A day after Mexico secured its 8th overall CONCACAF Men’s Olympic Qualifying Championship title by defeating Honduras in a penalty shoot-out 1-1 (5-4), Victor Manuel Vucetich sat down for his weekly press conference today and took questions regarding a couple of difficult subjects. He just so happened to respond to said questions perfectly and on the way exposed the reality of how things are in Mexico.
The first topic covered in the press conference was regarding the six Chivas players who participated in the Olympic Qualifier and showed a better performance than what we’ve been used to seeing in Liga MX under Vucetich’s guidance. As always, there are people who believe the blame should be solely on Vucetich and his work with Chivas, when in reality, it’s the other way around. Vuce had this to say; “I think they’re different circumstances that are in play in the Olympic Qualifier. They’re inferior categories than that of a First Division, and the players are used to high performance matches in First Division with other high caliber players... because the competition level (in the Olympic Qualifier) allows them to grow with the skills they have because they’re great players and it shows in another way.” He finished his remark by commenting that one can’t compare both tournaments side by side, as one is very different from the other.
For some reason, people have failed to see that players can be successful at an U-23 level (such as the Olympic Qualifier) or any other age group for that matter, and that doesn’t necessarily translate in any shape or form into a successful senior squad career. And that’s what has happened with this generation of Chivas players. While they’re still young and have room for both growth and improvement, they’ve shown an inability up to this point to maintain consistency in their game and have therefore been unable to lift this team to bigger and better things. But to suggest Vucetich is the one to blame is jokeworthy. This franchise has proved incapable of putting together a quality team over the past decade, and to even hint that another coach would do better with this limited group of players is unfortunate proof of how underappreciated Vuce really is.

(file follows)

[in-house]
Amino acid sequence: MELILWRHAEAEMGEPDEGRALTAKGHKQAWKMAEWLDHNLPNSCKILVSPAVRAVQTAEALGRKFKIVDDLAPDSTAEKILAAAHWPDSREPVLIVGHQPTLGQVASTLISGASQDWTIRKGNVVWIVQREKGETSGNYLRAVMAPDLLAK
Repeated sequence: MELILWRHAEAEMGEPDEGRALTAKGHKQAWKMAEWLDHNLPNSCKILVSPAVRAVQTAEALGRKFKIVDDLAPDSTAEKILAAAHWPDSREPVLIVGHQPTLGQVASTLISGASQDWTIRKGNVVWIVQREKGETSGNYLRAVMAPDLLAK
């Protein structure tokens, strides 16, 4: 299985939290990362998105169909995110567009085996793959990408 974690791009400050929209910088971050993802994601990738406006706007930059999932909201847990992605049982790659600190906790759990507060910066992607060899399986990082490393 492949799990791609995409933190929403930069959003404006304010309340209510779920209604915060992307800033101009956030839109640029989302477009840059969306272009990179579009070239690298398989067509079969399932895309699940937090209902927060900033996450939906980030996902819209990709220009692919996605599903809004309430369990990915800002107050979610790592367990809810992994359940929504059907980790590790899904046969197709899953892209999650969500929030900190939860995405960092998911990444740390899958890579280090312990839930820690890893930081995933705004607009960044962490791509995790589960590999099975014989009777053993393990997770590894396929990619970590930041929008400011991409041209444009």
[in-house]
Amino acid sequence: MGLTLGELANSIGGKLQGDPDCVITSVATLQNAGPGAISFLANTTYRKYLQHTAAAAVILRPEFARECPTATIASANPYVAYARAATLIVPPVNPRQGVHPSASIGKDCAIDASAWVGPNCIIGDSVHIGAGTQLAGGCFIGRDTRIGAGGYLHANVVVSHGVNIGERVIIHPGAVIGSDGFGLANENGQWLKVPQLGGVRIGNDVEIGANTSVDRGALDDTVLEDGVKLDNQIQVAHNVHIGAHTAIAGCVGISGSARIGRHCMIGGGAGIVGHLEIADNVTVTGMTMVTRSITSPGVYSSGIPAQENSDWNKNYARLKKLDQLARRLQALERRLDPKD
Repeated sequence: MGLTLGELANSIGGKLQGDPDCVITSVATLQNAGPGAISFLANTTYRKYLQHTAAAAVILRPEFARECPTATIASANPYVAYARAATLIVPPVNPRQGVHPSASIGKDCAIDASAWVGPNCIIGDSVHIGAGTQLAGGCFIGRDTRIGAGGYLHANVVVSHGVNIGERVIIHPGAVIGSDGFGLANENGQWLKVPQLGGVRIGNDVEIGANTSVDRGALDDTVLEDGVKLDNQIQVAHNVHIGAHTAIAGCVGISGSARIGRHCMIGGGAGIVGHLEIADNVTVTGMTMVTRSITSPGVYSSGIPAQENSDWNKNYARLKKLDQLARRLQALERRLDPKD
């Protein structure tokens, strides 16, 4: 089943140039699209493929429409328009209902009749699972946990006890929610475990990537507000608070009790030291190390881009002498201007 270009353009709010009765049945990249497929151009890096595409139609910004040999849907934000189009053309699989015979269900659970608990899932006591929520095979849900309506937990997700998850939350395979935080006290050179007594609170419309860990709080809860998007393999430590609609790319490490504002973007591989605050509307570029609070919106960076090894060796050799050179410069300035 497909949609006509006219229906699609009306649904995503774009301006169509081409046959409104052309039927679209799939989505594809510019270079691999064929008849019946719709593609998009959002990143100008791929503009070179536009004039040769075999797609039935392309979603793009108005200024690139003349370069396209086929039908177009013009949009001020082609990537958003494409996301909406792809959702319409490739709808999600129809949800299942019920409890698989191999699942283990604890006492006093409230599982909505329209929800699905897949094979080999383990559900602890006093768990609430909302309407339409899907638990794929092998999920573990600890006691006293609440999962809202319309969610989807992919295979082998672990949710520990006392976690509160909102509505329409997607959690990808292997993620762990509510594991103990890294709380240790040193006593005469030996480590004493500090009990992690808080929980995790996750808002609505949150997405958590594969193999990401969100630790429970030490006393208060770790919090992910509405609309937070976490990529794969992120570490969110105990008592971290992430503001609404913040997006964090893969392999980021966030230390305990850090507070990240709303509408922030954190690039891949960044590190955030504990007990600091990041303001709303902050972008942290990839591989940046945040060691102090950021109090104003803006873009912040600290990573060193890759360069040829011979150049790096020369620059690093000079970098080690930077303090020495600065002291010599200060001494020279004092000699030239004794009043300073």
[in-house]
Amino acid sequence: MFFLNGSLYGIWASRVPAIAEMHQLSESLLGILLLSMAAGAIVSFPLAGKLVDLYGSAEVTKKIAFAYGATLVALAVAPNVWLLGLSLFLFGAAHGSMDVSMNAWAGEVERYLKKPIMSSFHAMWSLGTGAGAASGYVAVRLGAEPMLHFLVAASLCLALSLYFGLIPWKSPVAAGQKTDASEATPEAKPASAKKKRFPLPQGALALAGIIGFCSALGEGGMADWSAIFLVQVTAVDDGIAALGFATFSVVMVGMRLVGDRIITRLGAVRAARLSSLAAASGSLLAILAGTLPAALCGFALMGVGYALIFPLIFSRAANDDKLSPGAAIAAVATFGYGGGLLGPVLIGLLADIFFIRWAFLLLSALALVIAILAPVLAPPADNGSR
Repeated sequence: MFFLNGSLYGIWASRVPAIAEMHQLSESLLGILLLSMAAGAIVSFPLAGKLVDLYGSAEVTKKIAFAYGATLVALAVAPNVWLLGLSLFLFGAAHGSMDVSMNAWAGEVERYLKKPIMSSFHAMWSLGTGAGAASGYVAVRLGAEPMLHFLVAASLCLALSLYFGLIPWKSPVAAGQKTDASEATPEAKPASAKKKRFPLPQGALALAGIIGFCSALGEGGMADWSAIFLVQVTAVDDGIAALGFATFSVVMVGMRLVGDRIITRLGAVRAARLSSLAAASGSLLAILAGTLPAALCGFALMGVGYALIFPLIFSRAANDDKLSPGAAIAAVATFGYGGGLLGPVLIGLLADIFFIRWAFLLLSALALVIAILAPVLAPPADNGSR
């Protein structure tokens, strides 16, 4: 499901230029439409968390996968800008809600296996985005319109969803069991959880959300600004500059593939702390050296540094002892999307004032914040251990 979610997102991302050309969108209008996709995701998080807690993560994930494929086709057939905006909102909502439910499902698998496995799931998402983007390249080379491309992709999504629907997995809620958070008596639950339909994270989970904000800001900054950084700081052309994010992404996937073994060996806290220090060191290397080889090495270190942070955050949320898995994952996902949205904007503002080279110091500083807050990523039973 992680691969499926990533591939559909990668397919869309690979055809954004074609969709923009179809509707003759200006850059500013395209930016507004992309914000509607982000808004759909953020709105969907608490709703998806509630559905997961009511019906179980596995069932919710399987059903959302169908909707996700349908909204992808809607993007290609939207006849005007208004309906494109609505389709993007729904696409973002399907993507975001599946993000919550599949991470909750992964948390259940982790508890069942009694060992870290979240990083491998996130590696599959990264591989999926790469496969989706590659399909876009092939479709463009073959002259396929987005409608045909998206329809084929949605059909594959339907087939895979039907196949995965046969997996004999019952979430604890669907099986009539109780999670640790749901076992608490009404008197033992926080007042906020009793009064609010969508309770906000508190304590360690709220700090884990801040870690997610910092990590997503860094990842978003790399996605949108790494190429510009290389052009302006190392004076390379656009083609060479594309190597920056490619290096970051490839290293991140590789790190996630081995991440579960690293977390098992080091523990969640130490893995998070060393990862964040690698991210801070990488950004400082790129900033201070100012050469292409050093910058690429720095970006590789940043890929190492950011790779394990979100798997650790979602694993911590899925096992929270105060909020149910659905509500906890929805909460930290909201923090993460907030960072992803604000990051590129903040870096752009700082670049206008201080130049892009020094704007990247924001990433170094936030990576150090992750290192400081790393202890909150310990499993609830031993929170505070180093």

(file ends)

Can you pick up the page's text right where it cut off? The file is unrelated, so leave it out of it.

The conversation then shifted to the possibility of him losing his job as Chivas head coach if they fail to make the playoffs this season, as they sit dangerously 16th overall (1 point behind 12th place Pachuca); “Our position is always at risk. I’ve lived in this profession for 33 years, and since the first day, it’s been about the exact same things; I know results are the base for continuity. There are many circumstances and we need to learn to understand them and read them,” Vucetich stated. He went on to explain how projects such as the one Tigres have entrusted and backed Tuca Ferretti with despite a couple forgettable seasons is to be greatly admired. He believes that is the point clubs’ front offices must reach if they wish to have the desired growth and development in every aspect of Mexican football.
He happens to be absolutely right, again. The way the season’s format is made up in Mexico, where teams have just 17 matches to prove their worth and make the playoffs, has led clubs to make much more desperation and precipitated moves, sacking coach after coach in favor of a squad that wouldn’t work no matter who they brought in to take charge. For some strange reason, they believe short term success and making the playoffs for a season will make up for a possible long-term project that could’ve been developed and provided much more sustained results had they been more patient. This happens constantly in Mexican Football, as every season we see a coaching carousel going round and round, and it’s usually the same teams who go for this destined-to-fail strategy.
Words of wisdom by ‘Rey Midas’, no doubt. A couple of great takes on current situations, and clearly subjects that are very controversial within Mexican Football. If Chivas can’t bring in two or three quality Mexican players who can form somewhat of a backbone, El Rebaño Sagrado will continue to float in mediocrity no matter who the coach is. That’s why Almeyda’s accomplishments were so noteworthy, as he did a lot with very little. And regarding the other subject, I don’t believe clubs will change this “sack the coach” easy way out as long as the season format remains the same. A long season would give teams time to trust their respective projects and let them develop to a certain extent. But this short season simply doesn’t allow for a bad streak of results. Few are the teams who back a coach through a rough stretch of results, and thus stunting players’ growth, as well a project reaching its full potential.